Stop by at Kamats for a North Karnataka Meal

I have lived for the most part of my life in the Southern part of India. And I have always assumed my knowledge of South Indian food (as food from the 4 Southern states namely Tamil Nadu, Karnataka, Kerala and Andhra Pradesh is referred too) is fairly good. But it is when you travel that you open up yourself for surprises. Travel is fascinating because it always reminds you in a very gentle manner that you possibly don’t know everything about anything!

On our way from Kabini to Bangalore we were driving through Mysore and our cab driver took us to a vegetarian restaurant called Kamat. A small rather nondescript yellow board marked the entrance to the restaurant. The parking was quite big indicating that possibly a lot of people driving through Mysore made a pit stop here. It was right at lunch time when we walked in and we had to wait for some time to be seated. While we waited we saw a few ladies making rotis (flatbread) and cooking them on an open stove. In Tamil Nadu its not common to find rotis or chapatis as part of a traditional meal. But this was Karnataka and things here were different.

I had my mind set on eating a full meal served on a banana leaf. Eager to eat as much sambar (a lentil preparation cooked with vegetables and spices) as I can I skipped on the roti and started straight with rice. As soon as the leaf was laid out within no time was I served pachadi (grated or chopped cucumber and onions mixed with yoghurt), a chutney, holige curry (a spicy brinjal preparation, where brinjals are stuffed with ground peanuts and sesame seeds), kaalu (pulses cooked with spices), a greens and lentil curry (dill was the main green used in this dish). Buttermilk, curd (unflavoured yoghurt), pickle and aplam (papad or pappadum) are a integral part of a South Indian meal and are always served.
I went through my meal quickly and tried to catch the attention of the manager to chat about the meal, but lunch times when the restaurant is possibly the busiest is the worst time to do that. All I managed to get out of him was that what I had just had was a typical North Karnataka meal, and what the ladies were making were not ordinary wheat rotis but jowar or jolada roti. Jowar or sorghum is a popular crop grown in this part of India. If the staples of a typical North Karnataka meal are jowar and rice, a South Karnataka meal comprises of ragi and rice. So out of pure ignorance I had missed out on eating the most important part of the meal! Too late though with my stomach all stuffed I had to leave trying the jolada roti for another time.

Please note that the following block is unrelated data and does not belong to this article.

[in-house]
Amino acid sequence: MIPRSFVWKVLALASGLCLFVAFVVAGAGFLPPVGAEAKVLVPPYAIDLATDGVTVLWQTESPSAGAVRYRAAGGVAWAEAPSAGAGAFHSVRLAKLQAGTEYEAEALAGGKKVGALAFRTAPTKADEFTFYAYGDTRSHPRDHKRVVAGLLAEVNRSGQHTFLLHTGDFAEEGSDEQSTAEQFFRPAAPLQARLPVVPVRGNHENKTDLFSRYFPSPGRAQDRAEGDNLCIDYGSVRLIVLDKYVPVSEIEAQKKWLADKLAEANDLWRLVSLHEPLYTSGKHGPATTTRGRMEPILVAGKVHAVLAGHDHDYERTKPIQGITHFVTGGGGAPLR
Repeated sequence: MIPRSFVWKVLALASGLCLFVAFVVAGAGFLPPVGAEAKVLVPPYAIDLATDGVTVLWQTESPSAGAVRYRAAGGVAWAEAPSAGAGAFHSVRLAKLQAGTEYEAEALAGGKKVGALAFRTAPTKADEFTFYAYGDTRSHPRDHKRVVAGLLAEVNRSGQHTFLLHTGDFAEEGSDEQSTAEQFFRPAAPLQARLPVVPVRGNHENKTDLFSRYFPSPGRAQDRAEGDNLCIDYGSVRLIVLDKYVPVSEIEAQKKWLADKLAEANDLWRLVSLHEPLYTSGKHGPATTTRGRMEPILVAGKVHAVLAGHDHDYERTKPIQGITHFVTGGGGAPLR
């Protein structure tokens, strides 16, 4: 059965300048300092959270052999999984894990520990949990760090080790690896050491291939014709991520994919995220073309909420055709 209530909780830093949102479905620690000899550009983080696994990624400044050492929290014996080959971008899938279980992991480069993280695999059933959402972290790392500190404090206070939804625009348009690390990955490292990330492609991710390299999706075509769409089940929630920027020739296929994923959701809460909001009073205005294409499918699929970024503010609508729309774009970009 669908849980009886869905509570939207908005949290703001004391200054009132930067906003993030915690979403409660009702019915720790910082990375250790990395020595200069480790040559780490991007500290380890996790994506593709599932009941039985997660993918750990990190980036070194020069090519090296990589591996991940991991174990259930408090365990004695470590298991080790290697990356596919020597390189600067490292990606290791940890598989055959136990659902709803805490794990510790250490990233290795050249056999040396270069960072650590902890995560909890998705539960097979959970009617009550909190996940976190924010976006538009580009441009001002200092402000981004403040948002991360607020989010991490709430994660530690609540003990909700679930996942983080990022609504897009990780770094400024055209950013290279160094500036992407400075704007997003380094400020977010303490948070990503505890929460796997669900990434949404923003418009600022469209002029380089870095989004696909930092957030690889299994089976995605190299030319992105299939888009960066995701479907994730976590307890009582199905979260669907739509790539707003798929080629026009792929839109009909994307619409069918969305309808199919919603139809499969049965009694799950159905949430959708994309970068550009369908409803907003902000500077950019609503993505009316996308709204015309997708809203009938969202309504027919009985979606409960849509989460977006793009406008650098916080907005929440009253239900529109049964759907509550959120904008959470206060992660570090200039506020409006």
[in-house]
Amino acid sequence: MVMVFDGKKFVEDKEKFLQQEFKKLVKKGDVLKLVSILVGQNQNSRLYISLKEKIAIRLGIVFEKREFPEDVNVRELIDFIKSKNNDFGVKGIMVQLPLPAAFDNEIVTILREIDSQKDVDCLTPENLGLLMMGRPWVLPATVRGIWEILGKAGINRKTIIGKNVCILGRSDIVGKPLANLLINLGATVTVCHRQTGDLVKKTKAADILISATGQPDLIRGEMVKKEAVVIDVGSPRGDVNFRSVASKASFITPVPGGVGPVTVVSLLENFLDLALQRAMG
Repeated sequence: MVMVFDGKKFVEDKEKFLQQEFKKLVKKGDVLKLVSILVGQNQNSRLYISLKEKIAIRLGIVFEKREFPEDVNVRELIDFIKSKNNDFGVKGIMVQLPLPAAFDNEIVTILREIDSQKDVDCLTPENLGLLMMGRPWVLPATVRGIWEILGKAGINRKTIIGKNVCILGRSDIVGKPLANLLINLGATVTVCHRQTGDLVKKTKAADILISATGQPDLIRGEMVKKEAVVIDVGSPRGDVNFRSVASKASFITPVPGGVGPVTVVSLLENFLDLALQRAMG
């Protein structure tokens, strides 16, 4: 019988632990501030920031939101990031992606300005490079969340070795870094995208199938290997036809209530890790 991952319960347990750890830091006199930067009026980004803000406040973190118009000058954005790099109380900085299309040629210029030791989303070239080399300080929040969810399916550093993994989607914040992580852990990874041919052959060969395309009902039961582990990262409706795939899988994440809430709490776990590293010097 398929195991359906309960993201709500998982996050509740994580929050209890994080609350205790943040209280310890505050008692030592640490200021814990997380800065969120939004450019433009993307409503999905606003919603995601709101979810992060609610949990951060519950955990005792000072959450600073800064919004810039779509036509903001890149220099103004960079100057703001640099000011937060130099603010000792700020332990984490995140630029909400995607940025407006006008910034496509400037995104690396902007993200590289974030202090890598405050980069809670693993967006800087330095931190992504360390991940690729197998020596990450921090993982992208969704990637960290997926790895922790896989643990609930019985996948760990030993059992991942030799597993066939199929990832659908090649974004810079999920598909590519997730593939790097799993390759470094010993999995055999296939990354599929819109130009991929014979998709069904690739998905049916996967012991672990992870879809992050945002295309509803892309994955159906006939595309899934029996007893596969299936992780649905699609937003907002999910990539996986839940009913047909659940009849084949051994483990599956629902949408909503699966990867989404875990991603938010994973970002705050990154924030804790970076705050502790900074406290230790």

12 Comments

  • Reply
    Mridula
    July 1, 2015 at 5:28 pm

    And that sounds like a lovely meal! The kind I would love to eat.

  • Reply
    magiceye
    July 2, 2015 at 1:10 am

    Good to see the hygeine maintained in the kitchen too. The picture which shows that the cooks have their heads covered is an indication.

  • Reply
    Veena
    July 2, 2015 at 3:29 am

    Yummy Post :)

  • Reply
    Siddhartha Joshi
    July 14, 2015 at 2:02 am

    I don't think I have eaten a typical north Karnataka meal, and this looks very very tempting, especially eating on a banana leaf :)

  • Reply
    Chaitali Patel
    July 15, 2015 at 3:47 am

    I agree! Its incredible that they pay attention to these aspects, which are often overlooked otherwise.

  • Reply
    Chaitali Patel
    July 15, 2015 at 3:48 am

    In terms of taste I prefer the Andhra thali or the typical Tamil Nadu one, but for novelty value this ranked very high. Besides its always fun to try out something new.

  • Reply
    Chaitali Patel
    July 15, 2015 at 3:48 am

    Thanks Veena!

  • Reply
    Chaitali Patel
    July 15, 2015 at 3:49 am

    Yes seeing food on a banana leaf just does it I think! :)

  • Reply
    Charukesi
    July 15, 2015 at 8:00 am

    I've eaten at the big Kamat (is it Upachar?) on the highway many times but never heard of this place – must try. Where exactly is it?

  • Reply
    Chaitali Patel
    July 21, 2015 at 9:17 am

    Its not Upachar and its not on highway! Unfortunately don't know the exact location in Mysore…

  • Reply
    Swati Sammie
    July 21, 2015 at 3:28 pm

    Next time try idli at Kamat ,they are so soft just melts in the mouth … In bangalore there are lot of kamat resturants scattered all around famous for south indian dishes :)

    http://thetalesofatraveler.com/2015/07/12/genxnano-thechosenones-event-at-ahmedabad/

  • Reply
    Chaitali Patel
    July 22, 2015 at 10:26 am

    Will do! This time I was just plain simple fascinated about trying a North Karnataka thali. I have lived most of my life in Madras and have love South Indian food, so was thrilled to discover something new.

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